Domus 1033 on newsstands

Infrastructures and power, the future of Europe, mines and landscape, African megalopolises (imaginary or real), an interview with Richard Sennett. Browse the gallery to discover the features included in the March issue.

In the March issue guest editor Winy Maas discusses about a new world map. Climate change, poverty, social tensions and conflicts are the problems that we face and need to solve not forgetting to create beauty in places. 

Domus remembers Alessandro Mendini, who passed away in February. He was editor in chief for two “very different seasons”, as editorial director Walter Mariotti defines them: from 1979 to 1986 and from 2010 to 2011. 

Interview. Winy Maas meets the American sociologist Richard Sennett for a semi-formal discussion about the neoliberal city, open planning systems and more. The occasion is the Dutch publication of Sennett’s last book Building and Dwelling.

Photo Ed Jones/Afp/Getty Images

Urbanism. The cover story of this month is about the new Silk Road, the Belt and Road initiative, that will link Beijing to Madrid. With it, the Chinese economic expansion plan takes the form of a constellation of relationships that goes well beyond the infrastructure. Meanwhile, Europe is still shaken by Brexit: we propose two future scenarios about the European identity and role in the world, as a larger continent of shared values, or as an artificial democracy dominated by the machines. In Africa the cultural, social and ecological setup of the coastal area of Lagos, one of the world’s largest megacities, are threatened by development plans and land speculation.       

Cinema. From Nigeria to Marvel’s fictional Wakanda, home kingdom of the African superhero Black Panther, that in some way reminds of the promotional brochures presented by real-estate developers to promote new towns in Africa.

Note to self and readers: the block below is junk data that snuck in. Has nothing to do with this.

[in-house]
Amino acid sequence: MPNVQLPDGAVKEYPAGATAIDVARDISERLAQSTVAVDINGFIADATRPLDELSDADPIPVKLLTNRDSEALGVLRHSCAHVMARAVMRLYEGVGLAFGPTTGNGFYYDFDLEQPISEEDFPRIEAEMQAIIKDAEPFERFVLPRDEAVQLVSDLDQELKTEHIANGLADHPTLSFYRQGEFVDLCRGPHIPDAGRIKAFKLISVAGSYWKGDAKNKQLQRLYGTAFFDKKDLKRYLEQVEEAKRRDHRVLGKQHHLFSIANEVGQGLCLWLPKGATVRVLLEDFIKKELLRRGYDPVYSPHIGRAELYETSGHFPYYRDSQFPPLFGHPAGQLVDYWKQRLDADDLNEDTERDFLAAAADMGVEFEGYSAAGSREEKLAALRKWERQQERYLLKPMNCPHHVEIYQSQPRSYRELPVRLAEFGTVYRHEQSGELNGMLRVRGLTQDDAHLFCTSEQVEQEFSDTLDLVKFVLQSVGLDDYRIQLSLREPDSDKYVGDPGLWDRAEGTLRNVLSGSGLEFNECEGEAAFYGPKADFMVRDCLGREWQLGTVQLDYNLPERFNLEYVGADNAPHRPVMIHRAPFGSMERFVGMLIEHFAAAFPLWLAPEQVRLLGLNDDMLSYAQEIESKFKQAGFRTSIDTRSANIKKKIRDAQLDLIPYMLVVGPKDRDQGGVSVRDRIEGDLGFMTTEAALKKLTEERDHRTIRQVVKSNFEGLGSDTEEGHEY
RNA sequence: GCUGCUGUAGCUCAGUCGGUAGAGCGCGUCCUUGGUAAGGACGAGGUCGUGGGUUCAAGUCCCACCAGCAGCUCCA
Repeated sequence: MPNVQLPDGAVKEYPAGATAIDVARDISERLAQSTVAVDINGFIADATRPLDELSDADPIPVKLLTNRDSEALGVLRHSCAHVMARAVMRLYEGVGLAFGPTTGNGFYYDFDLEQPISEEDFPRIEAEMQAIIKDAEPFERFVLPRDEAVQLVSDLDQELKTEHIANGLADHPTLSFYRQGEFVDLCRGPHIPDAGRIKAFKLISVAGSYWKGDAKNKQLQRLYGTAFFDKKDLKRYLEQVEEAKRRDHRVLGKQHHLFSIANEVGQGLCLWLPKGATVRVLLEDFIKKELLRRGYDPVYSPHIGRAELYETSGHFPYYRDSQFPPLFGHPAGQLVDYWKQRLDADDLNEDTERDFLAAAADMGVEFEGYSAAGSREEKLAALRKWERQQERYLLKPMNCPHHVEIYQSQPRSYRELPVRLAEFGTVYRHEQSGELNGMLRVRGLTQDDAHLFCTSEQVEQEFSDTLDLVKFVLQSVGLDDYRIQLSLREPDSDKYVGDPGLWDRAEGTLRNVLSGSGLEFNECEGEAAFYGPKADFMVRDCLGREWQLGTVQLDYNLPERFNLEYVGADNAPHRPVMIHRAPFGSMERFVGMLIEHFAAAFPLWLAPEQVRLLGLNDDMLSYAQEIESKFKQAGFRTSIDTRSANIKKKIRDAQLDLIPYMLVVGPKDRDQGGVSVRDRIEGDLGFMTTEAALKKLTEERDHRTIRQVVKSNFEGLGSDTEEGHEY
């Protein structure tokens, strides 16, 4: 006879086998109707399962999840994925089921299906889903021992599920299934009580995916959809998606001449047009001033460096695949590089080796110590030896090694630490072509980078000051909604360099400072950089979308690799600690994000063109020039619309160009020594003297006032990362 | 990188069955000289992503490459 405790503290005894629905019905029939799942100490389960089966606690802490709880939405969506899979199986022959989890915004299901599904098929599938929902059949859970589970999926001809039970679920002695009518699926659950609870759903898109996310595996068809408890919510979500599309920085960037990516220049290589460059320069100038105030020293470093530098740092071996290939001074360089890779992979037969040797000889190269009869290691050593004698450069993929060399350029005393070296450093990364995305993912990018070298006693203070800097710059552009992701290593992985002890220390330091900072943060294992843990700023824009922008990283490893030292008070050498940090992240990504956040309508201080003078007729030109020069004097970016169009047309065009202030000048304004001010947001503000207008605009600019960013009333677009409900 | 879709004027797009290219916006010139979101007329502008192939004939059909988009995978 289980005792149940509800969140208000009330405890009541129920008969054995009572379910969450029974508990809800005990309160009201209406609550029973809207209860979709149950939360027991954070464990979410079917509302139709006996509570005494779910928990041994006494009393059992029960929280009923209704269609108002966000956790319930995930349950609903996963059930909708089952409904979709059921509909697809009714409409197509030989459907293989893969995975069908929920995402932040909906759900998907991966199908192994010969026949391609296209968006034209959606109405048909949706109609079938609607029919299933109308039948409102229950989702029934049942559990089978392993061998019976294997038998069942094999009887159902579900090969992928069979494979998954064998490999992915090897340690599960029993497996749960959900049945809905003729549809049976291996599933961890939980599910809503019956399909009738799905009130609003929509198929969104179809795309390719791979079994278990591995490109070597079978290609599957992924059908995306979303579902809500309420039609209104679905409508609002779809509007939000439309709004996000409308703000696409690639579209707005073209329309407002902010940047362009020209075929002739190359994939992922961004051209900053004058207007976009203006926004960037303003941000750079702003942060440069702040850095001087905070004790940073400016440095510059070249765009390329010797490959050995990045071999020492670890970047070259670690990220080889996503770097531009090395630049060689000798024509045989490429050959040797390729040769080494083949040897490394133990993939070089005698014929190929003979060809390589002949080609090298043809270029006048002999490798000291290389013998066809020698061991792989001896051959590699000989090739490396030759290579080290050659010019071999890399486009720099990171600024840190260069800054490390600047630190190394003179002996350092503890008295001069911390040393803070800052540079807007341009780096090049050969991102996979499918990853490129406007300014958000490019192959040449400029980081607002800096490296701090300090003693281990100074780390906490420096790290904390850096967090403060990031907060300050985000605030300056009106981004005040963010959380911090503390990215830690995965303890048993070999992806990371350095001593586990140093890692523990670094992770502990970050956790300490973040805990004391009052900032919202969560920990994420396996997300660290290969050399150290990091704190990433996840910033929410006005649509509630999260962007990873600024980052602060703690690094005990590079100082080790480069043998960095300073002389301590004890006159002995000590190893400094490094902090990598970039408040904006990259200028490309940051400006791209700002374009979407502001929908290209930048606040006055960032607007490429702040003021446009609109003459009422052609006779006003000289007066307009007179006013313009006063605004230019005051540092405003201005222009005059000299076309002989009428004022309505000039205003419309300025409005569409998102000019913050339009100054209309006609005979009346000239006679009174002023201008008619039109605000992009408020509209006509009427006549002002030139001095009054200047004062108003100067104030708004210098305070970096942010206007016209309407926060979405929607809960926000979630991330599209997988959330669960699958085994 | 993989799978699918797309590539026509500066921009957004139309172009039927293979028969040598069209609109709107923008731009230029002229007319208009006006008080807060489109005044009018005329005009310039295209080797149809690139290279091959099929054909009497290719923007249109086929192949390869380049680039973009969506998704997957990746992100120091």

Birnin Zana, from Black Panther (2018)

Landscape. Mines destroy the land, but will continue to expand as long as there’s money to be made. We present a global mineral extraction map and the most relevant data, that outline the leading role of China in the production of rare earth metals – but also of coal. 

Architecture. Esselunga opened its first supermarket in 1957 in Milan. Since then, the company growth has been entwined with the work of famous architects and graphic designers. The story through the pictures that depict the most relevant of 158 “big boxes” that Esselunga has built all over Italy. 

In Buenos Aires, the Bonpland 2169 building by Adamo Faiden was conceveid as a flexible infrastructure that welcomes diversity, and represents “a programmatically unstable but spatially specific environment”.
Oliver Wainwright, the architecture and design critic of The Guardian, picks up the Rungrado May Day Stadium, the biggest in the world, as the symbol of Kim Jong-un’s international outward-looking ambitions. 

Charles Xelot, Nenets family, Navy Port, Yamal Peninsula, Russia, 2016.

Cities. In Berlin, 194.000 new apartments are needed until 2030. 28 students explored ways in which the future can become increasingly co-operative, with shared spaces and services. We present a series of five case studies analyzed in the capital city of Germany.
Kumbh Mela is the world’s largest ephemeral metropolis, with 120 millions of pilgrims attending this Hindu religious festival, and a good example of elastic urban design. It’s erected in only three months. We analyze it as a part of our series on events, after Davos and Atlanta. 

One photo at a time this month features Charles Xelot’s Nenets Family, shot in the Yamal Peninsula, where the exploitation of the natural gas fields may be a double-edged sword for its inhabitants.   

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